Take the 2-minute tour ×
Stack Overflow is a question and answer site for professional and enthusiast programmers. It's 100% free, no registration required.

The regex

[a-z0-9]{1,10}_([0]?[1-9]|[1][0-2])([0]?[1-9]|[1|2][0-9]|[3][0|1])([2000-2099]{4}).cta$

This string fails

abscriprod_01152013.cta

This string works

abscriprod_11152012.cta

It appears that any year ending in 3-8 fails, but I can't see why.

P.S. I suck at RegEx, so if there is a blatant mistake here, don't laugh :-)

share|improve this question

closed as too localized by Lev Levitsky, Ash Burlaczenko, ewall, RolandoMySQLDBA, Graviton Jan 21 '13 at 4:52

This question is unlikely to help any future visitors; it is only relevant to a small geographic area, a specific moment in time, or an extraordinarily narrow situation that is not generally applicable to the worldwide audience of the internet. For help making this question more broadly applicable, visit the help center.If this question can be reworded to fit the rules in the help center, please edit the question.

add comment

2 Answers

up vote 4 down vote accepted

You need to read some regular expression manual, for example perlretut. The regular expression that you use contains multiple flaws:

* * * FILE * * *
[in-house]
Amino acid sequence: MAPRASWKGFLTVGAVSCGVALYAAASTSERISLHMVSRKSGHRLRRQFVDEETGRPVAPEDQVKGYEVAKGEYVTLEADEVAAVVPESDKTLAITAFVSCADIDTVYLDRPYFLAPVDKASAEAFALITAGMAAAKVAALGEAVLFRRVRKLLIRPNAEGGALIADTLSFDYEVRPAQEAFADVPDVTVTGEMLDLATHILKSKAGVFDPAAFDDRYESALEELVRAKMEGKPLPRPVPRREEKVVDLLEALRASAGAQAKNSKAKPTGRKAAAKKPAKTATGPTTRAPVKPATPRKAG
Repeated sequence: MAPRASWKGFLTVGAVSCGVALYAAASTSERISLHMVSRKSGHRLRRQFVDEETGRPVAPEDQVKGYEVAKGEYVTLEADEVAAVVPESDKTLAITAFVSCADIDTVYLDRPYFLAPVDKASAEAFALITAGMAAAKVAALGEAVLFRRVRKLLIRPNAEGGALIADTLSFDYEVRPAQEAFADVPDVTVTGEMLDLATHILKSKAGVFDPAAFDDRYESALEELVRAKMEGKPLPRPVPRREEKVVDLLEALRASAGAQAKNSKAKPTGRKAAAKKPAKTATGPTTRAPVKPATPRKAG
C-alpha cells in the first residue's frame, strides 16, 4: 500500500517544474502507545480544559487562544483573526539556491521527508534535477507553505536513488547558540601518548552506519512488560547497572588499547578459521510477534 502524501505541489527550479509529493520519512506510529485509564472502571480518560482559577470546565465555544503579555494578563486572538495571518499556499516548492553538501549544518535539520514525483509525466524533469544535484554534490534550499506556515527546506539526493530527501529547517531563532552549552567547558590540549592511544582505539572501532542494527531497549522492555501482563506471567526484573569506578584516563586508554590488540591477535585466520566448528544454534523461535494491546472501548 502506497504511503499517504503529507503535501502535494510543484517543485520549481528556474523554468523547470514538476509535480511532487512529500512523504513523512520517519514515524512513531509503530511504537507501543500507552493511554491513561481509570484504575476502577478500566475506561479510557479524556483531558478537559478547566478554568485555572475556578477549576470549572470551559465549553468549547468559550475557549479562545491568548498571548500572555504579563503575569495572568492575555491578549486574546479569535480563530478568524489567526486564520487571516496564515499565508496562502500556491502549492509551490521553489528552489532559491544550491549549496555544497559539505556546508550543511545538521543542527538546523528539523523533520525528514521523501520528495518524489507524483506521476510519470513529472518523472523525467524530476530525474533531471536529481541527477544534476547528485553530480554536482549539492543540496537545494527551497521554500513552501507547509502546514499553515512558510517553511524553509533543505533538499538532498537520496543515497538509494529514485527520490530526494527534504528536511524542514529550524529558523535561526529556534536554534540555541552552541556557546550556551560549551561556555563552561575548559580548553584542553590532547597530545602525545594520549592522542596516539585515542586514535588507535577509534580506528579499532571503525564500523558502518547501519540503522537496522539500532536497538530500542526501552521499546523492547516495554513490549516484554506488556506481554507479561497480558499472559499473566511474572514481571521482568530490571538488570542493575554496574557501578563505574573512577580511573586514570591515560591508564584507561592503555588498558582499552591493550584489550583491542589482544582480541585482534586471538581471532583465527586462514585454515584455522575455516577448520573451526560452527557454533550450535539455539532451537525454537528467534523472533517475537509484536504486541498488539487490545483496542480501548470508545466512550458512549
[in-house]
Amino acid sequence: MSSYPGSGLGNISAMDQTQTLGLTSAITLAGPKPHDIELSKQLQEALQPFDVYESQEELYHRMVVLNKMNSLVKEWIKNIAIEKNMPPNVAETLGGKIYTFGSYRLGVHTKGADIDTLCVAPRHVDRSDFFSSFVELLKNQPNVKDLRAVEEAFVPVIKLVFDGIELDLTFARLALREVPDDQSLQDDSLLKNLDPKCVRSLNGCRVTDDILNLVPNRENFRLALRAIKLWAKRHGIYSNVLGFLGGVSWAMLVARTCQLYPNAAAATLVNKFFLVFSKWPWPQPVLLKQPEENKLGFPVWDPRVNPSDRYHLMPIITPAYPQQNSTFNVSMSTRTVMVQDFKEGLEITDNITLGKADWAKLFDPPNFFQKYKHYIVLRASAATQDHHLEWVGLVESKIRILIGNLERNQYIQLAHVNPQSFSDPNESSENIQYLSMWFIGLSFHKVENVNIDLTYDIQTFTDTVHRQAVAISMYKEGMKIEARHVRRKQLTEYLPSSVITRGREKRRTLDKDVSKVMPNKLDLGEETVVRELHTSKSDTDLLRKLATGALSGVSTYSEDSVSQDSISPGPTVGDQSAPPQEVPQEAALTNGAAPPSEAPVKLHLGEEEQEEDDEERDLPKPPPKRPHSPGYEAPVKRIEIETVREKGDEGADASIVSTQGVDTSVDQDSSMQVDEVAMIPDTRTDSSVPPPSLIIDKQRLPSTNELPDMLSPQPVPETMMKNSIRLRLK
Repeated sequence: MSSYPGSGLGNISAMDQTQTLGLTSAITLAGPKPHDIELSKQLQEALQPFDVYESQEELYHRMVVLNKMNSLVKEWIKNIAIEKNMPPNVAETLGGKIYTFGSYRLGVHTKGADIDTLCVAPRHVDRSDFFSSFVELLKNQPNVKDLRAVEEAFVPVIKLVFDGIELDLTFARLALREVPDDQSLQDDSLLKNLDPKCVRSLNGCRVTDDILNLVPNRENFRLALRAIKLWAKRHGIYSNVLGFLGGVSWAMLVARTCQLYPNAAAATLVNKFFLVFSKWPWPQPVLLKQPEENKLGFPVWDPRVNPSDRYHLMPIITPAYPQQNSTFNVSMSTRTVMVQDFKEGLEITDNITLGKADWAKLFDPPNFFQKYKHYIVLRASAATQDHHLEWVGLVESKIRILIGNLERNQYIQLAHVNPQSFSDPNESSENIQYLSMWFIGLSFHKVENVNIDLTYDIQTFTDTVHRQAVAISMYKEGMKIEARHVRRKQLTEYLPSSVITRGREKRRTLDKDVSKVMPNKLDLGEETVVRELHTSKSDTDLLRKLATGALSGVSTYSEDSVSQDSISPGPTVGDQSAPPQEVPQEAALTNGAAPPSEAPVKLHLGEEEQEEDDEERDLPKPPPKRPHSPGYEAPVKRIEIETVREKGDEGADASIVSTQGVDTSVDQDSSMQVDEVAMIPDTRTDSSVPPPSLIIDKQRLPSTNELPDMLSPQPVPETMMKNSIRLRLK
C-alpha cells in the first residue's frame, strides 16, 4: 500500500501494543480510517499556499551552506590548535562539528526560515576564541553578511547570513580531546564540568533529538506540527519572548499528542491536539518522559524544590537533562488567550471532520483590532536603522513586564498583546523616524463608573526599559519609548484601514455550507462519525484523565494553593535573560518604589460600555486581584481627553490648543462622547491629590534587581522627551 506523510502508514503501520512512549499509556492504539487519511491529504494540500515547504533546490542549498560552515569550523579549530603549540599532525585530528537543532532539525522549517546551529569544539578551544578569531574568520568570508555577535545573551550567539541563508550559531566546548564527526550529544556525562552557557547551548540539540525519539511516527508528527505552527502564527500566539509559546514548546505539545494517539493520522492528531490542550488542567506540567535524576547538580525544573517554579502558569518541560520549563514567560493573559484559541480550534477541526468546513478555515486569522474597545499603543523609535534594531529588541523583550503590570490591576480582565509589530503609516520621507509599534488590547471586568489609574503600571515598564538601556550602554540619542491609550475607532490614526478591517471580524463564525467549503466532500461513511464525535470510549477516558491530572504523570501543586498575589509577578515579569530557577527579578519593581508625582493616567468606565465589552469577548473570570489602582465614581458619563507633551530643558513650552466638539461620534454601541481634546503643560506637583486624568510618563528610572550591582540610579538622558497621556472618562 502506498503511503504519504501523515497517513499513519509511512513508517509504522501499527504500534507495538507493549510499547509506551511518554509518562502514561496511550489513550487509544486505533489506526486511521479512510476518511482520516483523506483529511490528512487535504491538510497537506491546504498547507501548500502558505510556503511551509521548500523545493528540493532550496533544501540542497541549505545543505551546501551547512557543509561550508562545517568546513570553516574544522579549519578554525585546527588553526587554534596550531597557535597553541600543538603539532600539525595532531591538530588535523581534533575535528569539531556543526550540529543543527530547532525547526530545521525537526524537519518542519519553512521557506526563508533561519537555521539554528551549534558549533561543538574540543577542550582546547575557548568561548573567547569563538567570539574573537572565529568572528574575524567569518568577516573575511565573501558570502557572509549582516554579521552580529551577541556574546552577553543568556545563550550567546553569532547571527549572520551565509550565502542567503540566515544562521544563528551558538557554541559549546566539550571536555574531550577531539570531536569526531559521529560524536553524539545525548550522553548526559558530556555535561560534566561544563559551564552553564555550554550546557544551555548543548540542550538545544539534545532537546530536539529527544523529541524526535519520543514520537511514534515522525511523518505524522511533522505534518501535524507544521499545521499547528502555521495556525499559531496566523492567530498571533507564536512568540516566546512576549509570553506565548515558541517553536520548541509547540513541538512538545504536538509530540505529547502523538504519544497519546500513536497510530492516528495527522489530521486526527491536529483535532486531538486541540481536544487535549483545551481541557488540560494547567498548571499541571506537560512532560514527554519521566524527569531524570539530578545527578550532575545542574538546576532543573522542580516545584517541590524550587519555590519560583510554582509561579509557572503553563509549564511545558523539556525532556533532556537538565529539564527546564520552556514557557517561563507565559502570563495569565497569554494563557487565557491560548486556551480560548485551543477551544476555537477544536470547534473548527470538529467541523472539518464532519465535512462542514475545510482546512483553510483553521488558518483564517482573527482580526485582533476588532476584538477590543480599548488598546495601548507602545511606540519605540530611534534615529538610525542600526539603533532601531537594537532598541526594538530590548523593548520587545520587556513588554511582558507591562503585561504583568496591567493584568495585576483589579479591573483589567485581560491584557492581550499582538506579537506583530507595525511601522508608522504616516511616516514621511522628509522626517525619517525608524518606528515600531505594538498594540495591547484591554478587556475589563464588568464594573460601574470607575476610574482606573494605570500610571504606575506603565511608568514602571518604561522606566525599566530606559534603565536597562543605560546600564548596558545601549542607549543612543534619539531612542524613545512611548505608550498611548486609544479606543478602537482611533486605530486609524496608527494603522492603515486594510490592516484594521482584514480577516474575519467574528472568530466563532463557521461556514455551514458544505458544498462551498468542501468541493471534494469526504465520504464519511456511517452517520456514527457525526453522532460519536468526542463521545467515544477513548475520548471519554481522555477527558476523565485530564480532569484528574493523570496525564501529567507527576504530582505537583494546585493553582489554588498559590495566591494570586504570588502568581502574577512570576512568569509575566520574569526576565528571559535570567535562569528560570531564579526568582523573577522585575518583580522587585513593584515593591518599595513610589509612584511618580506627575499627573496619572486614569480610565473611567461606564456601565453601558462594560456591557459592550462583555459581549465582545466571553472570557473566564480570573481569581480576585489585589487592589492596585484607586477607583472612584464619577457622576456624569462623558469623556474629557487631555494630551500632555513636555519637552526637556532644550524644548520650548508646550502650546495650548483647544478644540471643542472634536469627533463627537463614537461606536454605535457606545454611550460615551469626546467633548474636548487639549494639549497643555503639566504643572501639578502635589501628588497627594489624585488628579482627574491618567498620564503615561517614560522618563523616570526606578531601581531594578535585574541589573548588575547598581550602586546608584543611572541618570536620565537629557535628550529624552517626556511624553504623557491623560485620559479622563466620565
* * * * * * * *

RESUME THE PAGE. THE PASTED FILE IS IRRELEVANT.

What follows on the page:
1. A character class that does only contain one character as in /[0]/ is better written simply as /0/.
  2. A /./ will match any character (except newline). To match the literal dot, you have to escape it: /\./.
  3. A character class that should match '1' or '2' may not be written /[1|2]/ but rather /[12]/ without the pipe in the middle. If you put the pipe there, it will match one of the 3 characters '1', '2', or '|'.
  4. To match numbers in the range 2000 to 2099, you may not use /[2000-2099]/ as such a character class will match one of the characters '0', '1' (because of the 0-2), '2', or '9'. Instead, you could use /20\d\d/.

h2h

share|improve this answer
add comment

It fails because of this bit:

[2000-2099]{4}

Which is really saying:

One of the characters 2 or 0 from 200

A character in the range 0 to 2 from 0-2

Then one of the characters 0 or 9 from 099

To match as I suspect you want a 4 digit year from 2000 to 2099 use:

20\d\d
share|improve this answer
add comment

Not the answer you're looking for? Browse other questions tagged or ask your own question.